Larry Brooks advocates a slight variation by splitting the second act into two parts. The man is a bear about structure, for the simple reason that a good story well told is the key to selling books. He published a series of blog posts that went into great detail about how many scenes and pages each act should be and how to move effectively from one “milestone” scene to the next. I can’t find the series now, but he covers a lot of the same material in his book “Story Engineering.”

There is a whole lot of room to be creative within a three-act or four-part structure, but by following certain storytelling principles, you’ll increase the chances that agents, publishers, editors and (most important) readers will devour your book and tell their friends about it.

This post is a variation of one I wrote for Possibilities Publishing Company’s blog.

Resources and Events for Writers, Writing/Rewriting

Rewriting: How to Begin

Once you’ve written a complete draft of your story or book, you’re ready for the next stage of the process: rewriting.

The complexity of the revision process mainly hinges on whether you’re the sort of writer who creates a detailed outline before you begin or someone who makes it up as you go along, by the seat of your pants. (Sorry, you so-called pantsers, but your job will likely be much tougher.)

In an 1878 letter to his brother Orion Clemens, Mark Twain wrote, "You need not expect to get your book right the first time. Go to work and revamp or rewrite it."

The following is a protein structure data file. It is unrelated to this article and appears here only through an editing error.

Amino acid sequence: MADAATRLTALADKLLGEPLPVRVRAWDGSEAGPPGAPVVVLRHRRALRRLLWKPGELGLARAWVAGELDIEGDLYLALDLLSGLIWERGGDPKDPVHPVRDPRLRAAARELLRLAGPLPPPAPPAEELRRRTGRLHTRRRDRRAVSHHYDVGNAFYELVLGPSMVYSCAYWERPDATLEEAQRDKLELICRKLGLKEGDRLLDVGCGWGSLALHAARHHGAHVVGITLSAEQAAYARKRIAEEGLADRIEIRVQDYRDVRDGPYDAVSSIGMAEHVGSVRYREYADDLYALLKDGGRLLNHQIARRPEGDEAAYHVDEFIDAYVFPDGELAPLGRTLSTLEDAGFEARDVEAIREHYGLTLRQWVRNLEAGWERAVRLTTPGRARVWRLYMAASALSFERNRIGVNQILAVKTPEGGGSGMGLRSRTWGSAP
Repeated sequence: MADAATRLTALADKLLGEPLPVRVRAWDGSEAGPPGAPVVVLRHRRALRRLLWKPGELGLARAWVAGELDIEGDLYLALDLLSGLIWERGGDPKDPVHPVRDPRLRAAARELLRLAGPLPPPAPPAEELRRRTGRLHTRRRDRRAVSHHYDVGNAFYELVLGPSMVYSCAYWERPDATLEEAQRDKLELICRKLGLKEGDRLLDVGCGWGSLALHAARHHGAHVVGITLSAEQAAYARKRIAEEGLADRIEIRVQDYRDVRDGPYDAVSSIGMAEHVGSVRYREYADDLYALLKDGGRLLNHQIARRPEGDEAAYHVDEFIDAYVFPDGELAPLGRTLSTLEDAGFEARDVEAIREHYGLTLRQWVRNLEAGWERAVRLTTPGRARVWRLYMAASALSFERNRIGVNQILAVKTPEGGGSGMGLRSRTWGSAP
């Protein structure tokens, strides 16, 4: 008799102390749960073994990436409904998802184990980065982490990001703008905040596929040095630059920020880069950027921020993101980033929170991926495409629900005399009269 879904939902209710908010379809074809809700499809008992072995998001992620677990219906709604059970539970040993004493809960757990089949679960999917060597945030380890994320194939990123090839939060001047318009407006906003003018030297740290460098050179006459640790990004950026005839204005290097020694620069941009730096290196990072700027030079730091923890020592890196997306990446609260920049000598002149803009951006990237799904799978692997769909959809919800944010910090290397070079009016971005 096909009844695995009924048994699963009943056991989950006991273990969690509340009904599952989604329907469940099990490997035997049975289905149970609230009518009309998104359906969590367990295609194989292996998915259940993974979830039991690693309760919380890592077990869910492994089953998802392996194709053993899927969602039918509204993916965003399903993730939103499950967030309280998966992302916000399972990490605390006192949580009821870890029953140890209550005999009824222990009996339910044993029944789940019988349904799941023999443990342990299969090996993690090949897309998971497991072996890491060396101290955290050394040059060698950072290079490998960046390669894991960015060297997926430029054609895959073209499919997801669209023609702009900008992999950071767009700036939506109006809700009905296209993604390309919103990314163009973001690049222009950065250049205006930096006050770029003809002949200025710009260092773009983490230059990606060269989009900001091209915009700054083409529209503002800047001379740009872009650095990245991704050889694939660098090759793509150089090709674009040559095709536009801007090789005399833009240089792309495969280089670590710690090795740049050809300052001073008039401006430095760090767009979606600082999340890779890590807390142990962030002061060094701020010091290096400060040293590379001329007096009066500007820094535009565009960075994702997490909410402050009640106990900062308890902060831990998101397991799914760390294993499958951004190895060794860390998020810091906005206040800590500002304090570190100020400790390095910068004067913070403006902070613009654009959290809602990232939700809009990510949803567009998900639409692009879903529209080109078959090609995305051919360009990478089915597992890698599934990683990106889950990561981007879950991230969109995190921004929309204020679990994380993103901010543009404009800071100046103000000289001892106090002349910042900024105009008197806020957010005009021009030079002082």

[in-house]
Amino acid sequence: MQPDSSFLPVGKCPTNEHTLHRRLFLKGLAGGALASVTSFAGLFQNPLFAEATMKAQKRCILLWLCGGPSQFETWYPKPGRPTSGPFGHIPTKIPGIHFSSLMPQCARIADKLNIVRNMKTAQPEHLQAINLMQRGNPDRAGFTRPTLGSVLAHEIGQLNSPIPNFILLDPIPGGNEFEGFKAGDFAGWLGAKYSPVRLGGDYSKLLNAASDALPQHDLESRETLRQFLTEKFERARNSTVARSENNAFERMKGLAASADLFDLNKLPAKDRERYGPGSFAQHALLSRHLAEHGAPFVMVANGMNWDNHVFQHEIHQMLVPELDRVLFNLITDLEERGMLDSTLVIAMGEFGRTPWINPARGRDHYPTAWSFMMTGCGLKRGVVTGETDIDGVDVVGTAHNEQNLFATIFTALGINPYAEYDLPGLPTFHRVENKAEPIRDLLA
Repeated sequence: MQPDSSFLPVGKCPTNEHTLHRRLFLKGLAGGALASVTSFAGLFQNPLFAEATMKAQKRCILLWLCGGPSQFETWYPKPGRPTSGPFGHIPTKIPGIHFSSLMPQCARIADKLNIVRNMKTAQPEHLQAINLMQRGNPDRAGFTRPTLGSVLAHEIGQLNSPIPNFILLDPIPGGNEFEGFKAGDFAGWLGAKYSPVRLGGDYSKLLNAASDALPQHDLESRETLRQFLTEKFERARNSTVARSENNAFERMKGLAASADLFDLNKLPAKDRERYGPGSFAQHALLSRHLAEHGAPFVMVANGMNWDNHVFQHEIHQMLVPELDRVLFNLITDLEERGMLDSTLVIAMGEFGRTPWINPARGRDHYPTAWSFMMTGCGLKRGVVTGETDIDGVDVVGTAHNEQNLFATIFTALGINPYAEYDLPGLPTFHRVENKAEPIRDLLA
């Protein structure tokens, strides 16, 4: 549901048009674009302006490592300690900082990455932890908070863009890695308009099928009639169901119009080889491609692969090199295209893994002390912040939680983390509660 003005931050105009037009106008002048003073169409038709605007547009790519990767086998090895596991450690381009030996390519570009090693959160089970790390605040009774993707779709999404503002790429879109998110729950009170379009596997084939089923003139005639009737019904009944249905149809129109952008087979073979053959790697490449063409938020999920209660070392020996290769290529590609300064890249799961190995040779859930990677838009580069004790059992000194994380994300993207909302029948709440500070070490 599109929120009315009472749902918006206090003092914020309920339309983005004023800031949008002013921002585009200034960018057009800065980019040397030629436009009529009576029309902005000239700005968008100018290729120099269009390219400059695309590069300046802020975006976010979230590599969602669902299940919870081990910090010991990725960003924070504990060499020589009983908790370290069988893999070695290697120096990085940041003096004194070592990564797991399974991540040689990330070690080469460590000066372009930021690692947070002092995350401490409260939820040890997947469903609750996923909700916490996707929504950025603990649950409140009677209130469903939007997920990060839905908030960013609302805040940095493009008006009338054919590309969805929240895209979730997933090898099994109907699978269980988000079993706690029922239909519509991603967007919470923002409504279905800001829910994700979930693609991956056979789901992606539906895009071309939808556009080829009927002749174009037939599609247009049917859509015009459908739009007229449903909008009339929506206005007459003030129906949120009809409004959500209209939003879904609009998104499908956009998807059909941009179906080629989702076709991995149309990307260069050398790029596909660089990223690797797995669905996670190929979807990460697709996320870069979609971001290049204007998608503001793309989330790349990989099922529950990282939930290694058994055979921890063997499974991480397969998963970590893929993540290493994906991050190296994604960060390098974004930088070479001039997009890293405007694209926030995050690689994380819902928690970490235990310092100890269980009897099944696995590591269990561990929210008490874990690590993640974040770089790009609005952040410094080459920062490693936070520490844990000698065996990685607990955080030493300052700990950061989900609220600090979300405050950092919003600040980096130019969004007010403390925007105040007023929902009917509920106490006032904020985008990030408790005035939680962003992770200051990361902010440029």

In an 1878 letter to his brother Orion Clemens, Mark Twain wrote, “You need not expect to get your book right the first time. Go to work and revamp or rewrite it.”

Either way, you’ll want to keep some general principles in mind:

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American Indians, Famous People of the Old West, Researching Historical Fiction, Resources and Events for Writers

My Kingdom for a Horse

It’s impossible to imagine the Old West without horses. Impossible to imagine cowboys, outlaws or lawmen making their way across the plains without them.

I recently volunteered to help with a 30- and 50-mile endurance riding event to learn more about the sport, and in the process, I learned a lot about horses, which naturally got me thinking about their role in the Old West.

A hardworking cowboy on his trusty horse, circa 1888. Photo by John C.H. Grabill of Sturgis, Dakota Territory; courtesy of the Library of Congress.
A hardworking cowboy on his trusty horse, circa 1888. Photo by John C.H. Grabill of Sturgis, Dakota Territory; courtesy of the Library of Congress.

Both rides were broken up into multiple loops of 10-plus miles, and after every loop, the rider had to let the horse recover for 45 minutes. A vet checked the horse’s pulse and a number of other indicators, and if the horse failed any of them, the rider was not allowed to continue.

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Chart of the American Civil War
American Civil War, Resources and Events for Writers

The Civil War in one spectacular chart

Lest you think complex infographics are a modern invention, numerous websites have resurrected a century-old chart with a mind-boggling amount of information on the Civil War.